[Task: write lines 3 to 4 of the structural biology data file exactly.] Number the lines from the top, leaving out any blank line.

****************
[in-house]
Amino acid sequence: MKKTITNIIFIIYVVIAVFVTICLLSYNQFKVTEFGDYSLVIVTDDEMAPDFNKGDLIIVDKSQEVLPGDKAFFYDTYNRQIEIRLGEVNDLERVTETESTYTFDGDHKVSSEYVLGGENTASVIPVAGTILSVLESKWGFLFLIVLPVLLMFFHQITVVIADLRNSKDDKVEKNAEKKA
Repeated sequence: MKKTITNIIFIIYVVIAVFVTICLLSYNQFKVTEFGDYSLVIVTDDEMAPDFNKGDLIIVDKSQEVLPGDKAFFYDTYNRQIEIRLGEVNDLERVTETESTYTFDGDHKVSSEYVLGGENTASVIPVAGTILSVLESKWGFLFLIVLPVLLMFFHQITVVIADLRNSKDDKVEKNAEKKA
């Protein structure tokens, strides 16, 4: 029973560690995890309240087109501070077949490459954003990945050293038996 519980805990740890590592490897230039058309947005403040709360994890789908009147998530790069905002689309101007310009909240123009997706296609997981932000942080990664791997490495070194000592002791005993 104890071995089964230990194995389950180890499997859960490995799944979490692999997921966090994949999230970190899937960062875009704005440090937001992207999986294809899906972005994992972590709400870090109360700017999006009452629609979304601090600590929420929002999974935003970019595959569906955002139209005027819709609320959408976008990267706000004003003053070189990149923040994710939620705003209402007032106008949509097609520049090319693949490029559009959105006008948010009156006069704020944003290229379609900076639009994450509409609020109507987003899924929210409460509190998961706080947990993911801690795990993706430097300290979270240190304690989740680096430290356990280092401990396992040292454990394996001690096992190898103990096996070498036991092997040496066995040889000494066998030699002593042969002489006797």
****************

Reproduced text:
Repeated sequence: MKKTITNIIFIIYVVIAVFVTICLLSYNQFKVTEFGDYSLVIVTDDEMAPDFNKGDLIIVDKSQEVLPGDKAFFYDTYNRQIEIRLGEVNDLERVTETESTYTFDGDHKVSSEYVLGGENTASVIPVAGTILSVLESKWGFLFLIVLPVLLMFFHQITVVIADLRNSKDDKVEKNAEKKA
């Protein structure tokens, strides 16, 4: 029973560690995890309240087109501070077949490459954003990945050293038996 519980805990740890590592490897230039058309947005403040709360994890789908009147998530790069905002689309101007310009909240123009997706296609997981932000942080990664791997490495070194000592002791005993 104890071995089964230990194995389950180890499997859960490995799944979490692999997921966090994949999230970190899937960062875009704005440090937001992207999986294809899906972005994992972590709400870090109360700017999006009452629609979304601090600590929420929002999974935003970019595959569906955002139209005027819709609320959408976008990267706000004003003053070189990149923040994710939620705003209402007032106008949509097609520049090319693949490029559009959105006008948010009156006069704020944003290229379609900076639009994450509409609020109507987003899924929210409460509190998961706080947990993911801690795990993706430097300290979270240190304690989740680096430290356990280092401990396992040292454990394996001690096992190898103990096996070498036991092997040496066995040889000494066998030699002593042969002489006797």